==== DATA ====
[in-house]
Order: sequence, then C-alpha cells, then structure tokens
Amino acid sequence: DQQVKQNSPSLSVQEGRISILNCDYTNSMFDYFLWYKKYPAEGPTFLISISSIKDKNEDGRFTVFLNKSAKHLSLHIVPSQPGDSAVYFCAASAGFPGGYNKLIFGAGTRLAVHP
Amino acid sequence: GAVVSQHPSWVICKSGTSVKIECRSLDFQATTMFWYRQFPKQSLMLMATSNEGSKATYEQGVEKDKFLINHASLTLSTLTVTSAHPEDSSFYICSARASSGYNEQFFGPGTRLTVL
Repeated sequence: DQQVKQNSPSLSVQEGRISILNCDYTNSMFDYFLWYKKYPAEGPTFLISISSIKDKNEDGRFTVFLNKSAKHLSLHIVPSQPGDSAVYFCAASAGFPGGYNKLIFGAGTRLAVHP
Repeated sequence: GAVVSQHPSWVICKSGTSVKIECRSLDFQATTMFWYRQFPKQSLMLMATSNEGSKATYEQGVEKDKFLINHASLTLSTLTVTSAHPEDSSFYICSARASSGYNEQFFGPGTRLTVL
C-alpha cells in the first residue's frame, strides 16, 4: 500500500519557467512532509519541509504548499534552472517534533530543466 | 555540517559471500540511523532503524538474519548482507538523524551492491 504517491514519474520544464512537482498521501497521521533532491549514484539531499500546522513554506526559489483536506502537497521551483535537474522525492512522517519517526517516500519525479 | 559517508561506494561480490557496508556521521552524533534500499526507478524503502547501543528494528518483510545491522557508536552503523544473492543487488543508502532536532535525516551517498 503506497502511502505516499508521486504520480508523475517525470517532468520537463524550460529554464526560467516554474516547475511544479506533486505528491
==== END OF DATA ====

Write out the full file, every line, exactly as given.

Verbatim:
[in-house]
Order: sequence, then C-alpha cells, then structure tokens
Amino acid sequence: DQQVKQNSPSLSVQEGRISILNCDYTNSMFDYFLWYKKYPAEGPTFLISISSIKDKNEDGRFTVFLNKSAKHLSLHIVPSQPGDSAVYFCAASAGFPGGYNKLIFGAGTRLAVHP
Amino acid sequence: GAVVSQHPSWVICKSGTSVKIECRSLDFQATTMFWYRQFPKQSLMLMATSNEGSKATYEQGVEKDKFLINHASLTLSTLTVTSAHPEDSSFYICSARASSGYNEQFFGPGTRLTVL
Repeated sequence: DQQVKQNSPSLSVQEGRISILNCDYTNSMFDYFLWYKKYPAEGPTFLISISSIKDKNEDGRFTVFLNKSAKHLSLHIVPSQPGDSAVYFCAASAGFPGGYNKLIFGAGTRLAVHP
Repeated sequence: GAVVSQHPSWVICKSGTSVKIECRSLDFQATTMFWYRQFPKQSLMLMATSNEGSKATYEQGVEKDKFLINHASLTLSTLTVTSAHPEDSSFYICSARASSGYNEQFFGPGTRLTVL
C-alpha cells in the first residue's frame, strides 16, 4: 500500500519557467512532509519541509504548499534552472517534533530543466 | 555540517559471500540511523532503524538474519548482507538523524551492491 504517491514519474520544464512537482498521501497521521533532491549514484539531499500546522513554506526559489483536506502537497521551483535537474522525492512522517519517526517516500519525479 | 559517508561506494561480490557496508556521521552524533534500499526507478524503502547501543528494528518483510545491522557508536552503523544473492543487488543508502532536532535525516551517498 503506497502511502505516499508521486504520480508523475517525470517532468520537463524550460529554464526560467516554474516547475511544479506533486505528491